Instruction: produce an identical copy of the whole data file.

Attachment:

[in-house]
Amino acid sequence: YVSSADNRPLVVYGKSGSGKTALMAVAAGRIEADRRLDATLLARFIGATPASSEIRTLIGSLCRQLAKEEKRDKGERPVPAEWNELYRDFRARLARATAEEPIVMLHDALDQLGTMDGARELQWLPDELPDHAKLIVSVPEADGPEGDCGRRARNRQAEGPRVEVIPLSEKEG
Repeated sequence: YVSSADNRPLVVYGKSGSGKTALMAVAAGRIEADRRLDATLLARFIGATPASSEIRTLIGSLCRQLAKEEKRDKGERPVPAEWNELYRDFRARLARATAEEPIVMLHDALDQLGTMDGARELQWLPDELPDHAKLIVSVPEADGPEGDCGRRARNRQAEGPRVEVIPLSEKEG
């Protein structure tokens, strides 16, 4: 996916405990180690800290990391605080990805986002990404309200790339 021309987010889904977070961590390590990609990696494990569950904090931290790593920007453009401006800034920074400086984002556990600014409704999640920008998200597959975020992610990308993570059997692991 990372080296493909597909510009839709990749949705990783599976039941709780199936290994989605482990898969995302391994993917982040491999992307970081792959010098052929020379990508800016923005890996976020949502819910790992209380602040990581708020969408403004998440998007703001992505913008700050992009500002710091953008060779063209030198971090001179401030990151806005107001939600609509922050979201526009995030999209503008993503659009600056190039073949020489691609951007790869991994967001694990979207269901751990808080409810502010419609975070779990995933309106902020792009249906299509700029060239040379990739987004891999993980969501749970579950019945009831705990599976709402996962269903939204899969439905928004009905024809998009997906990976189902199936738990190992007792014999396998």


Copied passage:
[in-house]
Amino acid sequence: YVSSADNRPLVVYGKSGSGKTALMAVAAGRIEADRRLDATLLARFIGATPASSEIRTLIGSLCRQLAKEEKRDKGERPVPAEWNELYRDFRARLARATAEEPIVMLHDALDQLGTMDGARELQWLPDELPDHAKLIVSVPEADGPEGDCGRRARNRQAEGPRVEVIPLSEKEG
Repeated sequence: YVSSADNRPLVVYGKSGSGKTALMAVAAGRIEADRRLDATLLARFIGATPASSEIRTLIGSLCRQLAKEEKRDKGERPVPAEWNELYRDFRARLARATAEEPIVMLHDALDQLGTMDGARELQWLPDELPDHAKLIVSVPEADGPEGDCGRRARNRQAEGPRVEVIPLSEKEG
């Protein structure tokens, strides 16, 4: 996916405990180690800290990391605080990805986002990404309200790339 021309987010889904977070961590390590990609990696494990569950904090931290790593920007453009401006800034920074400086984002556990600014409704999640920008998200597959975020992610990308993570059997692991 990372080296493909597909510009839709990749949705990783599976039941709780199936290994989605482990898969995302391994993917982040491999992307970081792959010098052929020379990508800016923005890996976020949502819910790992209380602040990581708020969408403004998440998007703001992505913008700050992009500002710091953008060779063209030198971090001179401030990151806005107001939600609509922050979201526009995030999209503008993503659009600056190039073949020489691609951007790869991994967001694990979207269901751990808080409810502010419609975070779990995933309106902020792009249906299509700029060239040379990739987004891999993980969501749970579950019945009831705990599976709402996962269903939204899969439905928004009905024809998009997906990976189902199936738990190992007792014999396998």